The official cash rate (OCR) is the interest rate that financial institutions charge other financial institutions for overnight loans. OCR is regulated by the Reserve Bank of Australia (RBA), and any such changes in OCR affect Market interest rates as well as rates on housing and other loans. On the other hand, Market Interest rate refers to the interest rate paid for deposits and other investments. Unlike OCR, the market Interest rate is determined by forces of supply and demand for funds in the money market. Again, unlike OCR, the market interest rate is different for different investment vehicles.
The mechanism by which the RBA decreases the cash rate
RBA uses open market operations to regulate the cash rate. This involves exercising control over the supply of exchange settlement funds. Exchange settlement funds are funds used by financial institutions (including commercial banks) to settle transactions with each other. To decrease the cash rate, RBA increases the supply of exchange settlement funds. This leads to an increase of funds held by the commercial banks/financial institutions and stimulates commercial banks to reduce their cash holding by lending more to the cash market. This ultimately results in a decrease in cash rate as banks accept a “lower return” in an attempt to win more customers and to undercut other lenders (Hall and Taylor 1993).
Effects of a fall in the interest rate on consumption and investment expenditures
Most business investment expenditures, as well as household consumption expenditures, are settled using borrowed money. Thus, a decrease in interest rate “translates to an increase in borrowing” used for consumption and investment expenditure (Miller and Benjamin 2004).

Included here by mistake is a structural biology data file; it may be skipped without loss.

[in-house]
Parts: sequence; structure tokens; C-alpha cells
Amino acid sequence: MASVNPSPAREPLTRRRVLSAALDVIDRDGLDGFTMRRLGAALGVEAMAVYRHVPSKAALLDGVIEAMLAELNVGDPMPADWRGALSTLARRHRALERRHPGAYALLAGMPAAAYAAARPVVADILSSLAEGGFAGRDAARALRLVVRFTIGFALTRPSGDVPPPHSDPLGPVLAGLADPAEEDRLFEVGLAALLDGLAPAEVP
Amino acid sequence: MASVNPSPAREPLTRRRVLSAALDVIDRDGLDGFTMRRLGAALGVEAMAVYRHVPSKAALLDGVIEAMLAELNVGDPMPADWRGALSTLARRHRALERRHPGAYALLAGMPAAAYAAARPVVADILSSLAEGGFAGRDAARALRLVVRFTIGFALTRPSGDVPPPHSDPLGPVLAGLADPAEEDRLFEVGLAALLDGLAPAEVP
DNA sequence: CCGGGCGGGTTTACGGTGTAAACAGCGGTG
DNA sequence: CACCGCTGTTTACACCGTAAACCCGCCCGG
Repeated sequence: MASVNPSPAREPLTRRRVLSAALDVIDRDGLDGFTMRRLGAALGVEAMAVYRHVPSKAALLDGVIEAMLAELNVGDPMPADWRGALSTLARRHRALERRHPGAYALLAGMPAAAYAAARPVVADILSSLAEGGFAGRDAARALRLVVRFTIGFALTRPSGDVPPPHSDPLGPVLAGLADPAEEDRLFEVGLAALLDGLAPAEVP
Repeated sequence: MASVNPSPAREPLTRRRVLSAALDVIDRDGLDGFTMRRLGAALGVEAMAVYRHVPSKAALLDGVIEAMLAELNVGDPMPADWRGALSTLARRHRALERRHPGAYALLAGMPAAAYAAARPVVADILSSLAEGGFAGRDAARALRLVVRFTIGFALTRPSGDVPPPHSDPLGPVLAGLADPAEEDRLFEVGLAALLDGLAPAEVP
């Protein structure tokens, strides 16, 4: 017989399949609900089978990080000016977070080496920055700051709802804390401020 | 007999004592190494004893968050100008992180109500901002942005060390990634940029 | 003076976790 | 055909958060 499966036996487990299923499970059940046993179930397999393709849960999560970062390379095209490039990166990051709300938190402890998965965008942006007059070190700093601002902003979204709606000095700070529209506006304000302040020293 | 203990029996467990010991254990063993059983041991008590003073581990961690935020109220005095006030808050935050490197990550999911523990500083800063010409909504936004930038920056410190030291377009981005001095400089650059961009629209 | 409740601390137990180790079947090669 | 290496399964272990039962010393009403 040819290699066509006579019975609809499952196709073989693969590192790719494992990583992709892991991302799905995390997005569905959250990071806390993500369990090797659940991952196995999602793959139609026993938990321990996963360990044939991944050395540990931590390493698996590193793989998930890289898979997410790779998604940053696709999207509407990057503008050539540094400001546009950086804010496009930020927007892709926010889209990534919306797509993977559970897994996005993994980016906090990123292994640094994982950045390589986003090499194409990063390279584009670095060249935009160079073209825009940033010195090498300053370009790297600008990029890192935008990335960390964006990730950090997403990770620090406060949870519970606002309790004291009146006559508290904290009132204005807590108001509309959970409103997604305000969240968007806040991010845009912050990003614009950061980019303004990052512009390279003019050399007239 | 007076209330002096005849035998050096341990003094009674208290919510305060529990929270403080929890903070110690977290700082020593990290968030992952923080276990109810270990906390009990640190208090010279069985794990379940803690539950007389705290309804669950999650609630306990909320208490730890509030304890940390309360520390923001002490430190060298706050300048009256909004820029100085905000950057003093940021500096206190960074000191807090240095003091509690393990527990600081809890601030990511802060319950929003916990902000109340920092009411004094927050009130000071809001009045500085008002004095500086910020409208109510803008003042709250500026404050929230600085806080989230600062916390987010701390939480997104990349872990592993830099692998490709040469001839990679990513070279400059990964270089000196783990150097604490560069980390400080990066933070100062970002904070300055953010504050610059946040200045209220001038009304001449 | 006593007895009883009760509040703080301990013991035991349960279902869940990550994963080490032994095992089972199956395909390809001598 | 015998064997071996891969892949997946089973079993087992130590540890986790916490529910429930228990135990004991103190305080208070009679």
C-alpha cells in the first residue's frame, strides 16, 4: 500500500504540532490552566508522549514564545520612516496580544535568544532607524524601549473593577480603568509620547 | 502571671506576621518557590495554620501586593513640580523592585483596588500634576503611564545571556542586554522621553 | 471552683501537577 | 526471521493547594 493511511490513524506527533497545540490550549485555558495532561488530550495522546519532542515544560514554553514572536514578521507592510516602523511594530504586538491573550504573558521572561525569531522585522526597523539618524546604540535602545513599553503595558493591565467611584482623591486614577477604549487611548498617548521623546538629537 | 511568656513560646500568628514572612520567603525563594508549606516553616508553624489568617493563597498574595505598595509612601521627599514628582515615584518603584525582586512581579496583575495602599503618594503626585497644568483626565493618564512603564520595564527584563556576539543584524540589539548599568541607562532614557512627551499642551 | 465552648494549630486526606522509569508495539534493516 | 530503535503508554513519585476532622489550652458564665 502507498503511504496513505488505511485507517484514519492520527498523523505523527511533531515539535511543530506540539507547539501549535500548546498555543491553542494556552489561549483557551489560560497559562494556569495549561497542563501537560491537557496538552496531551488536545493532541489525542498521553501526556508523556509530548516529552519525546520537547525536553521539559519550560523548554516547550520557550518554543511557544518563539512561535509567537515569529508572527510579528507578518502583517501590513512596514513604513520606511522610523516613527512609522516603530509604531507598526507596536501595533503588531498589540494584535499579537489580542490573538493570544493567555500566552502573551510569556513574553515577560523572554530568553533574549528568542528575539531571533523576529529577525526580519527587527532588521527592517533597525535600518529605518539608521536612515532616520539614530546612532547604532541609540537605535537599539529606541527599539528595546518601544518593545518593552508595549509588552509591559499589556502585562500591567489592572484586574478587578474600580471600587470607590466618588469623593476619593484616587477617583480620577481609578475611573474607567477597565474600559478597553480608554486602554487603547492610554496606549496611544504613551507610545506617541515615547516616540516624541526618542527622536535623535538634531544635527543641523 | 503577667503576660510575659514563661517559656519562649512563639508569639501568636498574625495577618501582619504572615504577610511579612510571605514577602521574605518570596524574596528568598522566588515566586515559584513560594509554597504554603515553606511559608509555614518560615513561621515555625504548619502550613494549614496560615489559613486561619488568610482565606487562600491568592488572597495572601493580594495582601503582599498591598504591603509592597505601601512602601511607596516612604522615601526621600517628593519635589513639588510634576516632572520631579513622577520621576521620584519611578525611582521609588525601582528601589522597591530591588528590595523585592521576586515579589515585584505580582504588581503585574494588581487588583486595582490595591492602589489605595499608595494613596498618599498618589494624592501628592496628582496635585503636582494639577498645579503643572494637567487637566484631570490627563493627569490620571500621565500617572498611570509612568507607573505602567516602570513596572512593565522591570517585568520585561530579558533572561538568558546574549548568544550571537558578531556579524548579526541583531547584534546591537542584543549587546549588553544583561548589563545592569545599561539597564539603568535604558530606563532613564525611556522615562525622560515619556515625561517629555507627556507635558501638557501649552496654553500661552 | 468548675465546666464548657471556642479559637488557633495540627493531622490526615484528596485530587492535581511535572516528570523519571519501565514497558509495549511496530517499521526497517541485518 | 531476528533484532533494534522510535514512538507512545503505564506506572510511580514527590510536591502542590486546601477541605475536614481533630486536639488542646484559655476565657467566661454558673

Therefore, a fall in interest rate will trigger an increase in aggregate expenditure, and the aggregate expenditure line AE will shift upwards to AE’.
The effects of a decrease in the interest rate on the level of aggregate demand
Aggregate Demand (AD) represents “total demand for goods and services” in an economy at various price levels (O’Sullivan and Steven 2003). Price levels are in turn influenced by the interest rates. AD is a downward sloping curve because at lower price levels more goods and services are demanded.
Thus, a decrease in interest rate will cause an increase in investment spending and as a result, the Aggregate Demand curve AD will shift to the right to AD’.
How to fall in the interest rate affect the inflation rate and the unemployment rate
Long-term fall of interest rate will lead to more money in circulation which will force an “upward pressure on prices” (Abel and Bernanke 2005). This may result in an increase in the rate of inflation due to a situation described as “too much money chasing too few goods”.
On unemployment, the increase in aggregate demand for the country’s output due to a “fall in interest rate will lead to increased production” and result in the creation of jobs (Baumol, William and Alan 2006).
Contractionary monetary policy consists of open market operations such as selling securities, increasing reserve requirements, and increasing discount rates. The resulting decrease in money supply forces commercial banks to slow their credit creation process. This leads to an increase in interest rates and a decrease in aggregate expenditure, and hence a reduction in inflationary pressures.
Expansionary monetary policy, on the other hand, involves buying securities, lowering reserve requirements, and lowering discount rates. This results in an increase in the number of reserves held by commercial banks and consequently commercial banks are “inclined to increase credit creation by lending more at lower interest rates” (Mishkin and Frederic 1995). Both tools (expansionary and contractionary monetary policies) are used by RBA to regulate the amount of money in circulation by controlling the interest rates.
Abel, A. and Bernanke, B., 2005. Macroeconomics, 5th ed., New Jersey: Pearson Prentice Hall.
Baumol, William, J. and Alan, S. 2006. Macroeconomics: Principles and Policy, 10th ed., South-Western: Thomson.
Hall, E. and Taylor, B.1993. Macroeconomics, New York: W.W. Norton.
Miller, R. and Benjamin, D. 2004. The Economics of Macro Issues, Boston: Pearson Prentice Hall.
Mishkin and Frederic, S. 1995. The Economics of Money, Banking, and Financial Markets., New York: Harper Collins.
O’Sullivan, A. and Steven, M. 2003. Economics: Principles in action, Upper Saddle River-New Jersey 07458: Pearson Prentice Hall.